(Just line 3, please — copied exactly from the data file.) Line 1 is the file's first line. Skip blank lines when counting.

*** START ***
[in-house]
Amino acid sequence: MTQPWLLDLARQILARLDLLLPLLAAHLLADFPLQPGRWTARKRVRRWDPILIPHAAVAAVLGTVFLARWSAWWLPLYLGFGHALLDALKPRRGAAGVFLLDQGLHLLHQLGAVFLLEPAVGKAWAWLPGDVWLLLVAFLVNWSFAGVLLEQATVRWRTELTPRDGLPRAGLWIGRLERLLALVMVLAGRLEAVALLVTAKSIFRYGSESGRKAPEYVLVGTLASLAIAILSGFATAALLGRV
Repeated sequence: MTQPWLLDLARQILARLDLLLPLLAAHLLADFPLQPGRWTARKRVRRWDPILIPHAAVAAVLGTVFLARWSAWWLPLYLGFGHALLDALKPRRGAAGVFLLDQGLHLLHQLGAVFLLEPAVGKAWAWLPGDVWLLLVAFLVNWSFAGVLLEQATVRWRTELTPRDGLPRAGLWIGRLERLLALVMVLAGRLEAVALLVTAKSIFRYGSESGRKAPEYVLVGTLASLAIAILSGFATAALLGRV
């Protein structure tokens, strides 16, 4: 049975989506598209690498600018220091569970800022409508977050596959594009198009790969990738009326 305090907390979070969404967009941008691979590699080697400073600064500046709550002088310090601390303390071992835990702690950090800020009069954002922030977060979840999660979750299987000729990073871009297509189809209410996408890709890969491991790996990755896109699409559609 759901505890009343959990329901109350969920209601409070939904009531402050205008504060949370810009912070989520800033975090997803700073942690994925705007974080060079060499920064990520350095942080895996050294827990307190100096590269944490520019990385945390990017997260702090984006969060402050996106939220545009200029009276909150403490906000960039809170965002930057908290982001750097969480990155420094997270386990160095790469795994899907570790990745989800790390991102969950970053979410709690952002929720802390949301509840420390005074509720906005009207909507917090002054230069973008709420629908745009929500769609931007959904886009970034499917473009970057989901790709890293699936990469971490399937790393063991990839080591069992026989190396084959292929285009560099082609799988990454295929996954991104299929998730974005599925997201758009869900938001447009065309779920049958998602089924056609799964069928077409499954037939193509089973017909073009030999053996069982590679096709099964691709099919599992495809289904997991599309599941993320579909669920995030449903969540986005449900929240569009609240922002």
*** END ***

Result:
Repeated sequence: MTQPWLLDLARQILARLDLLLPLLAAHLLADFPLQPGRWTARKRVRRWDPILIPHAAVAAVLGTVFLARWSAWWLPLYLGFGHALLDALKPRRGAAGVFLLDQGLHLLHQLGAVFLLEPAVGKAWAWLPGDVWLLLVAFLVNWSFAGVLLEQATVRWRTELTPRDGLPRAGLWIGRLERLLALVMVLAGRLEAVALLVTAKSIFRYGSESGRKAPEYVLVGTLASLAIAILSGFATAALLGRV